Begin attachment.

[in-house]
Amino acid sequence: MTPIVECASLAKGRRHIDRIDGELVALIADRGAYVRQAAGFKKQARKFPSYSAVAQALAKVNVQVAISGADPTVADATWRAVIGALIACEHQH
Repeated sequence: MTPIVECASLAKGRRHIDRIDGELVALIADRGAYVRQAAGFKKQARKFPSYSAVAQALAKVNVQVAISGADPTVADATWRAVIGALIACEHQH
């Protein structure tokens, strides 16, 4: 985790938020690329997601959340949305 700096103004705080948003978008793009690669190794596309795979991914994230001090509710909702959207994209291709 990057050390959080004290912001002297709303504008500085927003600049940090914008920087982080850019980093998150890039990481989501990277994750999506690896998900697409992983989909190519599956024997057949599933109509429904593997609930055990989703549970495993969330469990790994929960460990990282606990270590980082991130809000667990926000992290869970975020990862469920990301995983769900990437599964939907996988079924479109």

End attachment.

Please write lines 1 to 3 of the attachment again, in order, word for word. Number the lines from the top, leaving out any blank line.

[in-house]
Amino acid sequence: MTPIVECASLAKGRRHIDRIDGELVALIADRGAYVRQAAGFKKQARKFPSYSAVAQALAKVNVQVAISGADPTVADATWRAVIGALIACEHQH
Repeated sequence: MTPIVECASLAKGRRHIDRIDGELVALIADRGAYVRQAAGFKKQARKFPSYSAVAQALAKVNVQVAISGADPTVADATWRAVIGALIACEHQH